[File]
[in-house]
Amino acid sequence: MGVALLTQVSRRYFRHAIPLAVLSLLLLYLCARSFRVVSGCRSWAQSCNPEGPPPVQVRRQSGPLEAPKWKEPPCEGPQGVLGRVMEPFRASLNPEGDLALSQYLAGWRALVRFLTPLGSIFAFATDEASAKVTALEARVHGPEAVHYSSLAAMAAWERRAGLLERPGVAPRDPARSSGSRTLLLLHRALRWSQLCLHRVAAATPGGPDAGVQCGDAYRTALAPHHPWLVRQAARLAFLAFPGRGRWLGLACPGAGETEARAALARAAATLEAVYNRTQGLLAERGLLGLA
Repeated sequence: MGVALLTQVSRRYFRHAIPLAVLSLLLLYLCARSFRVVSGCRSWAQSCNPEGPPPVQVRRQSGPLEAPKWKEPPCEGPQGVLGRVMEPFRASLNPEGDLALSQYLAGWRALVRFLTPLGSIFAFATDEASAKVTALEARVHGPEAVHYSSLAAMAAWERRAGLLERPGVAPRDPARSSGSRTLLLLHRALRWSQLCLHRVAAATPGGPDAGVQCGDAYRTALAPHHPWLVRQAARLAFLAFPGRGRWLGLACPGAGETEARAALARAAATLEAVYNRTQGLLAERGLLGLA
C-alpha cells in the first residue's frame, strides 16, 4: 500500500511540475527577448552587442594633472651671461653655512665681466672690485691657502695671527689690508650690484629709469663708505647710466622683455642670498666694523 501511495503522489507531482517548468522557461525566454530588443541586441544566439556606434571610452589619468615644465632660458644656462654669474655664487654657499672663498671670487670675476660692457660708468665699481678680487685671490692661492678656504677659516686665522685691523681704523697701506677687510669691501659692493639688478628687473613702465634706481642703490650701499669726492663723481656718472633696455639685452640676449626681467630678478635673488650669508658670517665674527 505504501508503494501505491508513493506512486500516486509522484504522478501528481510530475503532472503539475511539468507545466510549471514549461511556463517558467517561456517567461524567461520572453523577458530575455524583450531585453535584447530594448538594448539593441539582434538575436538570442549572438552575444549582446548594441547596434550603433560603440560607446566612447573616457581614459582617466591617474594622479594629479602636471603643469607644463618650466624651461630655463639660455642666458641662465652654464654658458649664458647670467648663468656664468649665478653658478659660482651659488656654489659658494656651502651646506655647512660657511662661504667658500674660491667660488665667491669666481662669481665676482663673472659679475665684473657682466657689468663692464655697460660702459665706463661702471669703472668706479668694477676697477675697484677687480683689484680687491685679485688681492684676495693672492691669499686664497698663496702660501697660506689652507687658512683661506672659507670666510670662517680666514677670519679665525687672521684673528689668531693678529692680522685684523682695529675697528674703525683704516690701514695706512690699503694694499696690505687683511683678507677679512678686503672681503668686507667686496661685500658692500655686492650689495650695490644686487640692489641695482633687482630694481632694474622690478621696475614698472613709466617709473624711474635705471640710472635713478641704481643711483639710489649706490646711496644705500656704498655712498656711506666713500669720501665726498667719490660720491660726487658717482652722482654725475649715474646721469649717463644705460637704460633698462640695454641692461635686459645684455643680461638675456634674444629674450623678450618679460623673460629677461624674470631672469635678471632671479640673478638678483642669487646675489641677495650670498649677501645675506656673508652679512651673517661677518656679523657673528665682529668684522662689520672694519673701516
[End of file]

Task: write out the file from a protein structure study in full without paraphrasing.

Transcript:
[in-house]
Amino acid sequence: MGVALLTQVSRRYFRHAIPLAVLSLLLLYLCARSFRVVSGCRSWAQSCNPEGPPPVQVRRQSGPLEAPKWKEPPCEGPQGVLGRVMEPFRASLNPEGDLALSQYLAGWRALVRFLTPLGSIFAFATDEASAKVTALEARVHGPEAVHYSSLAAMAAWERRAGLLERPGVAPRDPARSSGSRTLLLLHRALRWSQLCLHRVAAATPGGPDAGVQCGDAYRTALAPHHPWLVRQAARLAFLAFPGRGRWLGLACPGAGETEARAALARAAATLEAVYNRTQGLLAERGLLGLA
Repeated sequence: MGVALLTQVSRRYFRHAIPLAVLSLLLLYLCARSFRVVSGCRSWAQSCNPEGPPPVQVRRQSGPLEAPKWKEPPCEGPQGVLGRVMEPFRASLNPEGDLALSQYLAGWRALVRFLTPLGSIFAFATDEASAKVTALEARVHGPEAVHYSSLAAMAAWERRAGLLERPGVAPRDPARSSGSRTLLLLHRALRWSQLCLHRVAAATPGGPDAGVQCGDAYRTALAPHHPWLVRQAARLAFLAFPGRGRWLGLACPGAGETEARAALARAAATLEAVYNRTQGLLAERGLLGLA
C-alpha cells in the first residue's frame, strides 16, 4: 500500500511540475527577448552587442594633472651671461653655512665681466672690485691657502695671527689690508650690484629709469663708505647710466622683455642670498666694523 501511495503522489507531482517548468522557461525566454530588443541586441544566439556606434571610452589619468615644465632660458644656462654669474655664487654657499672663498671670487670675476660692457660708468665699481678680487685671490692661492678656504677659516686665522685691523681704523697701506677687510669691501659692493639688478628687473613702465634706481642703490650701499669726492663723481656718472633696455639685452640676449626681467630678478635673488650669508658670517665674527 505504501508503494501505491508513493506512486500516486509522484504522478501528481510530475503532472503539475511539468507545466510549471514549461511556463517558467517561456517567461524567461520572453523577458530575455524583450531585453535584447530594448538594448539593441539582434538575436538570442549572438552575444549582446548594441547596434550603433560603440560607446566612447573616457581614459582617466591617474594622479594629479602636471603643469607644463618650466624651461630655463639660455642666458641662465652654464654658458649664458647670467648663468656664468649665478653658478659660482651659488656654489659658494656651502651646506655647512660657511662661504667658500674660491667660488665667491669666481662669481665676482663673472659679475665684473657682466657689468663692464655697460660702459665706463661702471669703472668706479668694477676697477675697484677687480683689484680687491685679485688681492684676495693672492691669499686664497698663496702660501697660506689652507687658512683661506672659507670666510670662517680666514677670519679665525687672521684673528689668531693678529692680522685684523682695529675697528674703525683704516690701514695706512690699503694694499696690505687683511683678507677679512678686503672681503668686507667686496661685500658692500655686492650689495650695490644686487640692489641695482633687482630694481632694474622690478621696475614698472613709466617709473624711474635705471640710472635713478641704481643711483639710489649706490646711496644705500656704498655712498656711506666713500669720501665726498667719490660720491660726487658717482652722482654725475649715474646721469649717463644705460637704460633698462640695454641692461635686459645684455643680461638675456634674444629674450623678450618679460623673460629677461624674470631672469635678471632671479640673478638678483642669487646675489641677495650670498649677501645675506656673508652679512651673517661677518656679523657673528665682529668684522662689520672694519673701516